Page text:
[ From Dr. Mario Valentine, circa 1992 ]

Discussion Topic of the Week: Did you trade valentines in school? Were any of them video game-related?

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[ Retro Scan of the Week ] African American Apple Fans

February 4th, 2013 by Benj Edwards

Multiracial Black African American Apple Fans Apple PowerBook Advertisement 1992One big happy family — and a PowerBook (click to see entire ad)

It's Black History Month once again in the US, so I thought it would be timely to share this Apple PowerBook advertisement from 1992.

The ad appeared in the February issue of Smithsonian Magazine; I don't think it is a coincidence that it prominently featured people of African decent. It also prominently featured the PowerBook 100, which had just been introduced a few months prior in October 1991.

The obvious racial focus of this ad brings to my mind a couple of interesting, if racially-charged questions: What percentage of black Americans, historically, have used Apple products versus other computer brands? Do African Americans, like other demographic groups, have their computer or tech brands of choice?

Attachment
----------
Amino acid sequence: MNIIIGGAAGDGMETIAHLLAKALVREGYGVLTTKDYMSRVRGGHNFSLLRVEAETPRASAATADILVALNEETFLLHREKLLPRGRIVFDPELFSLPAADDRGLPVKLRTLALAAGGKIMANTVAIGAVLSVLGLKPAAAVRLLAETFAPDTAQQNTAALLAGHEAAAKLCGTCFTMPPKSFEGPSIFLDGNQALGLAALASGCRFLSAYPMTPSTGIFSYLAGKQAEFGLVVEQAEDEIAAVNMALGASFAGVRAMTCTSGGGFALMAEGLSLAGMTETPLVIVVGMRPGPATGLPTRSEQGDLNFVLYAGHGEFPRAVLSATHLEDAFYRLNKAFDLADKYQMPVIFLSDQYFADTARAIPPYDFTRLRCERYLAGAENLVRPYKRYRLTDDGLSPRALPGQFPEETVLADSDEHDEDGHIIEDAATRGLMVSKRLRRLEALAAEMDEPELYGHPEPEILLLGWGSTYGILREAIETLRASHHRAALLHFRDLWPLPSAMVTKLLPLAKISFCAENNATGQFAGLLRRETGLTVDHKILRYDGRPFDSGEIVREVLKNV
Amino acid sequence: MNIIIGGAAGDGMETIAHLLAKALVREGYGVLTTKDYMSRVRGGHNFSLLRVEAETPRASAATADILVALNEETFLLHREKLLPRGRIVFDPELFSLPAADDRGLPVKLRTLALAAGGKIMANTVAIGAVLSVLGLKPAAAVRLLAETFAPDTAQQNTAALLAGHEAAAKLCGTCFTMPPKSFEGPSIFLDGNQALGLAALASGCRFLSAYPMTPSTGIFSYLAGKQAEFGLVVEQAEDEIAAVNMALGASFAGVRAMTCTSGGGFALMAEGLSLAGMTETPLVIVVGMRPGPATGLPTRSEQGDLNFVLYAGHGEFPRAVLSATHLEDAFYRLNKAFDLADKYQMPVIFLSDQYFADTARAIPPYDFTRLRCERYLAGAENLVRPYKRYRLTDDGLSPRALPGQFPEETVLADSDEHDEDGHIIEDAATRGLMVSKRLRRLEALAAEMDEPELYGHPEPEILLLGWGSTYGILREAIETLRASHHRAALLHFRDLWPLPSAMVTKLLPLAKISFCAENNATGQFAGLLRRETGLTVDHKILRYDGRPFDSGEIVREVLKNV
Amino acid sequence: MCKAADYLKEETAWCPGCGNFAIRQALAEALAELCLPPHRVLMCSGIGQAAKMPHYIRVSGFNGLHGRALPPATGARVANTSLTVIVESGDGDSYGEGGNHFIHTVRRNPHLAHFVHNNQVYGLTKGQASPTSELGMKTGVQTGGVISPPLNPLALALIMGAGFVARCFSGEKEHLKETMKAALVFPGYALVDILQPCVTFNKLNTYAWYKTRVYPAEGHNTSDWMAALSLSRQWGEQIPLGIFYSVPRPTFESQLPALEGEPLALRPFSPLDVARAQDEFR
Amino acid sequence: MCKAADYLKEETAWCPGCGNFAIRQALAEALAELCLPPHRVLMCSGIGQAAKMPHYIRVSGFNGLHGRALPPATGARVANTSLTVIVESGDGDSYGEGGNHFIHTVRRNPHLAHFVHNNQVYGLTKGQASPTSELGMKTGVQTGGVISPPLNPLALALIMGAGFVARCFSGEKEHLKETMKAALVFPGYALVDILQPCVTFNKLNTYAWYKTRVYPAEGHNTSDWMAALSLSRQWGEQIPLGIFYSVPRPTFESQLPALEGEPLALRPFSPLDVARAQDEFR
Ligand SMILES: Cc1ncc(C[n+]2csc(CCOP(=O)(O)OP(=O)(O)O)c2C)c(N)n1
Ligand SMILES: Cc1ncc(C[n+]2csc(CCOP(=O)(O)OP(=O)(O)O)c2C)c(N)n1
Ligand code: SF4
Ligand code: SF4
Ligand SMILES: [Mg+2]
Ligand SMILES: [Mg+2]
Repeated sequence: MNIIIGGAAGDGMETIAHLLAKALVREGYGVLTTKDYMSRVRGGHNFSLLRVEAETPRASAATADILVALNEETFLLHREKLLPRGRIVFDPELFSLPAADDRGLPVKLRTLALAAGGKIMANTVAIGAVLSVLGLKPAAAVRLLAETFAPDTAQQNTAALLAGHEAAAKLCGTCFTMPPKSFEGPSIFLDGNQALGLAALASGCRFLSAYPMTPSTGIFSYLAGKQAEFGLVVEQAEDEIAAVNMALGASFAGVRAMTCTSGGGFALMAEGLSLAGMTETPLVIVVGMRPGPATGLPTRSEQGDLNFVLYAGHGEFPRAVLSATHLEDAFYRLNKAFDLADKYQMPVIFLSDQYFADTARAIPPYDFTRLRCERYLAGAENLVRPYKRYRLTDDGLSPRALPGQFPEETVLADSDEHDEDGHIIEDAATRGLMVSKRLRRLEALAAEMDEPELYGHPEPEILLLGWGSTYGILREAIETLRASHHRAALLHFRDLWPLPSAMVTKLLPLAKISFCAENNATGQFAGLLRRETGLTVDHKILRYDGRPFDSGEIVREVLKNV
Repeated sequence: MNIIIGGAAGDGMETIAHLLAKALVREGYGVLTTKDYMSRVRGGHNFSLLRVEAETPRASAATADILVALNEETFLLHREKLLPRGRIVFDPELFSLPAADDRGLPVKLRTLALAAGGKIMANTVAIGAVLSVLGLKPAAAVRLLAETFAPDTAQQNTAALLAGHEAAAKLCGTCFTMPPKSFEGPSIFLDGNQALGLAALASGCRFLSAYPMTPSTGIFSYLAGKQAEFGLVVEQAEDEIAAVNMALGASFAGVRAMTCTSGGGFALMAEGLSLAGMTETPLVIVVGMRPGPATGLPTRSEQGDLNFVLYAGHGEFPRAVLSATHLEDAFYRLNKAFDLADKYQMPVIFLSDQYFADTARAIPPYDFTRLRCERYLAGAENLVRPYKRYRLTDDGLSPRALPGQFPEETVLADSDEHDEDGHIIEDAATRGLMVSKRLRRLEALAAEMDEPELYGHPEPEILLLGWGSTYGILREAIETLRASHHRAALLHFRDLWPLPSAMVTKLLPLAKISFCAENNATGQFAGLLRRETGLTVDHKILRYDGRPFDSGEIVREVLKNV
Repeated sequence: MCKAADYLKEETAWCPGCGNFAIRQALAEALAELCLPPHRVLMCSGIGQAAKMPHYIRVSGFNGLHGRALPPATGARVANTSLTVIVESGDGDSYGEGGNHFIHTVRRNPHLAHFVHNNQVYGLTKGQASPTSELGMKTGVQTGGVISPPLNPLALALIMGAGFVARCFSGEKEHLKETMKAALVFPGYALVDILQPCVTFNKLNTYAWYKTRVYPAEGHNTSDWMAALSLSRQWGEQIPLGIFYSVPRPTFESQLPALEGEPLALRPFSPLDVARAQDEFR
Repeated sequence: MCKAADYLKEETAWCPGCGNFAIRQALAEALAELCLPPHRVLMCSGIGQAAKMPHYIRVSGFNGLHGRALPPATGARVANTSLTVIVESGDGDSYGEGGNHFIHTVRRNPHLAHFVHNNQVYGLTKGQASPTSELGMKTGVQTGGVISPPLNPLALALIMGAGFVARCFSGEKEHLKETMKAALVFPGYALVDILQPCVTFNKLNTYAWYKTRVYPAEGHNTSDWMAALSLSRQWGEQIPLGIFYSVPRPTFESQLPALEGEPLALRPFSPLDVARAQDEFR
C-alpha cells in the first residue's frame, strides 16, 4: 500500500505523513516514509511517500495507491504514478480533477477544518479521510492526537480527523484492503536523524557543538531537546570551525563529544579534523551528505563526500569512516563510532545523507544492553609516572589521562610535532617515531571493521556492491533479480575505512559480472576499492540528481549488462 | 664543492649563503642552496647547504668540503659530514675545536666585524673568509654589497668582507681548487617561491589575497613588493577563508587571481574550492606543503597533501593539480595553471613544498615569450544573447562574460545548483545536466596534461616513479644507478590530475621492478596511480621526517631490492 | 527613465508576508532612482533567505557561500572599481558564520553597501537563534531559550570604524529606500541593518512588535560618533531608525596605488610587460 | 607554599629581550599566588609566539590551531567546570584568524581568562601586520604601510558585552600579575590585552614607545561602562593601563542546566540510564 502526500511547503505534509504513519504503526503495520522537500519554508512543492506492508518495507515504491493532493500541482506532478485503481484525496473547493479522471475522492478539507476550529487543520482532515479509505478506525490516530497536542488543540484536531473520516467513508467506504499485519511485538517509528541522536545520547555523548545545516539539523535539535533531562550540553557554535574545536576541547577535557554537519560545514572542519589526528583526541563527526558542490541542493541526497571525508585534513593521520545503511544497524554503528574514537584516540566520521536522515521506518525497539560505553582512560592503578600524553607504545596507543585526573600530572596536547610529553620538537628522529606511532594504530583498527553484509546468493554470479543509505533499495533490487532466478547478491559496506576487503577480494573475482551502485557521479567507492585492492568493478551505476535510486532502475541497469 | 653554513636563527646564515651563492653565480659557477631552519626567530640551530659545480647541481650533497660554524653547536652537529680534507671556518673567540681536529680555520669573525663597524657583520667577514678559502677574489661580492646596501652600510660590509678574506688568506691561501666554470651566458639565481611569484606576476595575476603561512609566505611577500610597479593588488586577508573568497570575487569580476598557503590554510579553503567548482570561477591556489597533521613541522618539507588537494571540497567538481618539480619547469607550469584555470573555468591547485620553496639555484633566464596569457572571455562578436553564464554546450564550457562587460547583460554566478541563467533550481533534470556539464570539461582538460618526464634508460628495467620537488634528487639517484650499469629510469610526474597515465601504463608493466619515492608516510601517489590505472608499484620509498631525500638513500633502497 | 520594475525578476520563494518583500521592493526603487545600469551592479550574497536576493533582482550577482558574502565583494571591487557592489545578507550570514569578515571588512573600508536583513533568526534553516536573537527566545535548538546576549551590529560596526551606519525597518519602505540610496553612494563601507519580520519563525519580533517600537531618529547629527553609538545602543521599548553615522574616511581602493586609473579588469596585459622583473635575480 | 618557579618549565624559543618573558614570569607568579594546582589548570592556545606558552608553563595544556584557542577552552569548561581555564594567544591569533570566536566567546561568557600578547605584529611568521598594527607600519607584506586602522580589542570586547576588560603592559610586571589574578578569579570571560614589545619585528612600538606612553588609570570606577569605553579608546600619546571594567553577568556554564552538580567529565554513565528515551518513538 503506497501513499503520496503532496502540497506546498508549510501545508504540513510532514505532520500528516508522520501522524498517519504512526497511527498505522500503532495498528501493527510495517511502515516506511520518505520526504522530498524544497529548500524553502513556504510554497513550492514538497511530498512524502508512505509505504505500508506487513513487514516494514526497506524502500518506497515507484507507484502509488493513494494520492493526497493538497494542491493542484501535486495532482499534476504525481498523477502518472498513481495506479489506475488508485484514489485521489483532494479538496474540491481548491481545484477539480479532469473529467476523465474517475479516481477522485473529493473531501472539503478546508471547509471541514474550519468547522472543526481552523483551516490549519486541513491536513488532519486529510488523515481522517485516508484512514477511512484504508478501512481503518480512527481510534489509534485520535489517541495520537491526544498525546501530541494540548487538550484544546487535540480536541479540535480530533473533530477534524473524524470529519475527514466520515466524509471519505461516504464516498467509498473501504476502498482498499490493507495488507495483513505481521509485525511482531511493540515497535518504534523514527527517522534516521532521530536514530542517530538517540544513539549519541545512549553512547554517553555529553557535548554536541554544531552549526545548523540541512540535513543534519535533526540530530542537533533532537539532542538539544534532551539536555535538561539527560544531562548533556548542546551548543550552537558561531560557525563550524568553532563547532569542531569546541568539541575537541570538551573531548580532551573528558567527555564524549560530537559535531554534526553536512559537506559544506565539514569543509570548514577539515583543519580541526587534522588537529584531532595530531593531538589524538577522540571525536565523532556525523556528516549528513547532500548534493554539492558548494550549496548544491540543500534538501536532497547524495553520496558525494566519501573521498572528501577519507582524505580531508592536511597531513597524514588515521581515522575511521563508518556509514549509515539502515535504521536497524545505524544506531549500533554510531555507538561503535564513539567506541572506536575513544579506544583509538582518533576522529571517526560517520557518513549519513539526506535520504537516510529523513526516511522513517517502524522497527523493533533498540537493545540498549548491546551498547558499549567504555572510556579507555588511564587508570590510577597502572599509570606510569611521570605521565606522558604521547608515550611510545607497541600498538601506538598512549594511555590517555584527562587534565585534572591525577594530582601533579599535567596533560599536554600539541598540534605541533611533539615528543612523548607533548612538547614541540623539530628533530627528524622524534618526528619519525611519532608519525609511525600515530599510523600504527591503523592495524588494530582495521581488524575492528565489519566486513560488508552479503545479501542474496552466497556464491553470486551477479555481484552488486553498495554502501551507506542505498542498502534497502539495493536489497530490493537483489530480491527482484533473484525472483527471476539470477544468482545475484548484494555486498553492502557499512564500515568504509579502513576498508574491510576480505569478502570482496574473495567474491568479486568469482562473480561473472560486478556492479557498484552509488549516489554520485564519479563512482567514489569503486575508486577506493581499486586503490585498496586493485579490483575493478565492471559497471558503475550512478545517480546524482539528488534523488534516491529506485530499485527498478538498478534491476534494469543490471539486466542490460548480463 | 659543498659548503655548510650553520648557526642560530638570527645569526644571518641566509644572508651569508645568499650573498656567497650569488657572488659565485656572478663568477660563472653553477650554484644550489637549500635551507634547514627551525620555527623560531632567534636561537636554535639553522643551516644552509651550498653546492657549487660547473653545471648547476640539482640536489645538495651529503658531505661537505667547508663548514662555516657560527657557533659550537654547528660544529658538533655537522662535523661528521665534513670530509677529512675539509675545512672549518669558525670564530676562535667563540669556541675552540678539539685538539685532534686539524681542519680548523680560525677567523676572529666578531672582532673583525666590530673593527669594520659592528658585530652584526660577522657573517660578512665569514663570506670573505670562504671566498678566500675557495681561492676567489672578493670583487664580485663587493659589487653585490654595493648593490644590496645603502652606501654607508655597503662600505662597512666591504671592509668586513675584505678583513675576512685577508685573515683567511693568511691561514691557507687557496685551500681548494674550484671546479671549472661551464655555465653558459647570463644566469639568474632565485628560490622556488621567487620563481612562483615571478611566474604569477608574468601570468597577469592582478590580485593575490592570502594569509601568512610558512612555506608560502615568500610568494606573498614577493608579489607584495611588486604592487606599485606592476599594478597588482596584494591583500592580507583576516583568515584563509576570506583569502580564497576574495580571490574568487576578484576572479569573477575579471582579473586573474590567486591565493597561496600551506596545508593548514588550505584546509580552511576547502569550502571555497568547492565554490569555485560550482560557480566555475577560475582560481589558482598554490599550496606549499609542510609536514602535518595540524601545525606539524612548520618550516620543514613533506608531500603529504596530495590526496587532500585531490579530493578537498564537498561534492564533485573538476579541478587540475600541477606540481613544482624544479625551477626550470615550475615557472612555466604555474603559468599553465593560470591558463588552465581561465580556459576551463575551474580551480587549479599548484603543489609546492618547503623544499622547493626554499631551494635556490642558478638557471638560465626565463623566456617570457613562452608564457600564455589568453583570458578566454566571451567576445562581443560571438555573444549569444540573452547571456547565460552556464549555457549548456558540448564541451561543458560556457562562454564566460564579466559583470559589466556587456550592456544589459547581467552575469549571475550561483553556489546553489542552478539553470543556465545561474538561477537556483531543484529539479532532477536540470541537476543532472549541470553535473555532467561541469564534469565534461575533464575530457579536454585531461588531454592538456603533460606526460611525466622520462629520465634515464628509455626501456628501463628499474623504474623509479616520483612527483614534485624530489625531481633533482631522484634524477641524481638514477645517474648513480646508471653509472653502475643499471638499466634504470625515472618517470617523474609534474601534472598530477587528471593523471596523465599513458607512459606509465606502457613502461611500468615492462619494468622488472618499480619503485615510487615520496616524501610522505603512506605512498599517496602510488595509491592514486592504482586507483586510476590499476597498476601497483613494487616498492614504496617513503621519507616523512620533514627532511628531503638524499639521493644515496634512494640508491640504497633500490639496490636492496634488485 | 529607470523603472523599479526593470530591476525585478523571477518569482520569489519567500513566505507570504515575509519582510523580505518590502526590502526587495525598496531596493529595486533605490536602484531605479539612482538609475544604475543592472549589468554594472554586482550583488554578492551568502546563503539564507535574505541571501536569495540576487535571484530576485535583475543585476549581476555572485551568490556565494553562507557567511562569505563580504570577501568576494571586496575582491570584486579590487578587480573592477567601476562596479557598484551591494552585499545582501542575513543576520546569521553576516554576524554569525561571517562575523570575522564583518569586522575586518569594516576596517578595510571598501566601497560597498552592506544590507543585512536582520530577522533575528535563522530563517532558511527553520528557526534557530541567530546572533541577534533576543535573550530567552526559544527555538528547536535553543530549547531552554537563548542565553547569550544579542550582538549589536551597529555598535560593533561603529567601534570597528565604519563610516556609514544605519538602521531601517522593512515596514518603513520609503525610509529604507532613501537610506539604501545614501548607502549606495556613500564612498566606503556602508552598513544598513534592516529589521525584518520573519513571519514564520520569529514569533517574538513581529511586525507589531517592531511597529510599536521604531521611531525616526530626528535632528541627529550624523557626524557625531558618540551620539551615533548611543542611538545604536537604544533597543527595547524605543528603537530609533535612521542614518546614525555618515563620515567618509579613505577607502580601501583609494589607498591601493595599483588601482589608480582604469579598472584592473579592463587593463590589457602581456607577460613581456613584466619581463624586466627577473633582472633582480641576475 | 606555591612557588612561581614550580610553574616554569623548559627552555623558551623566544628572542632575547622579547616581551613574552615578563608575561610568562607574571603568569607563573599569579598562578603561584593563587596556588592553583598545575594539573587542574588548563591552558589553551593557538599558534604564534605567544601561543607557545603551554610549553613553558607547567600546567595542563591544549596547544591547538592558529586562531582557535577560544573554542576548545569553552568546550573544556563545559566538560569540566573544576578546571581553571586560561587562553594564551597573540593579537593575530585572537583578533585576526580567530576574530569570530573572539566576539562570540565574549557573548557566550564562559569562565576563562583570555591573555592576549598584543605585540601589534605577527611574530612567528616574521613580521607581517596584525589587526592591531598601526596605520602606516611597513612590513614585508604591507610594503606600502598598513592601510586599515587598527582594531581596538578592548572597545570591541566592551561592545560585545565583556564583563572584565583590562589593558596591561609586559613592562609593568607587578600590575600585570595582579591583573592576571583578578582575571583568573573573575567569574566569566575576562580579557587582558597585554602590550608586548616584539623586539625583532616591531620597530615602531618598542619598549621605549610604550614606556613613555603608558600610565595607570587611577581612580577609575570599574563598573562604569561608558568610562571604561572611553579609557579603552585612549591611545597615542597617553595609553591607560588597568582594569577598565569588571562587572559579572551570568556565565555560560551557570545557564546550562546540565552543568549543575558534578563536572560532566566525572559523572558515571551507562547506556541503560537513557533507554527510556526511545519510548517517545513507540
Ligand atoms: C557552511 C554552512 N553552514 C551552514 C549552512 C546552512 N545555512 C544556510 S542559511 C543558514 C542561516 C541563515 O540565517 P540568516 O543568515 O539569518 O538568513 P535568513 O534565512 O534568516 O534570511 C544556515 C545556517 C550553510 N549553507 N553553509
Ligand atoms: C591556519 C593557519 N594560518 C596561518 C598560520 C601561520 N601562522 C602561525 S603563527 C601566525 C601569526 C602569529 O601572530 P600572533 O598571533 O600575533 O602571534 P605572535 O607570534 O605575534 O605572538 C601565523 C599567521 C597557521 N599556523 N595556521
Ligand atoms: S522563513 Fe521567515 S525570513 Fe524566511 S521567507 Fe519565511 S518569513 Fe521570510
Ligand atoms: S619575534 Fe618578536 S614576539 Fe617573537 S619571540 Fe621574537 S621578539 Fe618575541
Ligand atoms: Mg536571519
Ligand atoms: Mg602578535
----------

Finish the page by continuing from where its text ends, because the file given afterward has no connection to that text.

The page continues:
Today, Apple is such a mainstream company that the answer to the first question is most certainly larger than it likely was in the pre-iPod era. It would be interesting from a cultural standpoint to peek back into private demographic customer studies that Apple no doubt commissioned at various points in its history.

As for an answer to the second question, I have no idea. But I would love to hear from African American computer users to find out.

[ From Smithsonian Magazine, February 1992, p.10-11 ]

Discussion Topic of the Week: What's your favorite PowerBook model?

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[ Retro Scan of the Week ] A High-Powered Christmas

December 17th, 2012 by Benj Edwards

High-Powered Greetings Nintendo Power Christmas Ad - 1992Nintendo presents deliver themselves. No Santa required.

[ From Nintendo Power, November 1992, rear cover]

Discussion Topic of the Week: Have you ever received a Nintendo console for Christmas? Tell us about it.

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[ Retro Scan of the Week ] The Cave BBS Turns 20

November 26th, 2012 by Benj Edwards

The Cave BBS first log file - RedWolf PC Plus Minihost - 1992A vintage printout of my first BBS log.

Twenty years ago yesterday, I set up a BBS for the first time. The Cave BBS. Admittedly, it was nothing more than a bare-bones system run through Procomm Plus' Minihost module Minihost, but it was a start. Within a few weeks (with a brief detour running VBBS for a few days), I had a full-fledged WWIV BBS setup running on a Tandy 1800 HD laptop with a 2400 BPS modem.

[Brief aside — I can't find a copy of that ProComm Plus MiniHost for MS-DOS software anywhere — does anyone have it? I have the terminal emulator part, but not the MiniHost.] [ Update 11/27/2012 - Thanks to Jim Carpenter (see comments) for helping me find it! ]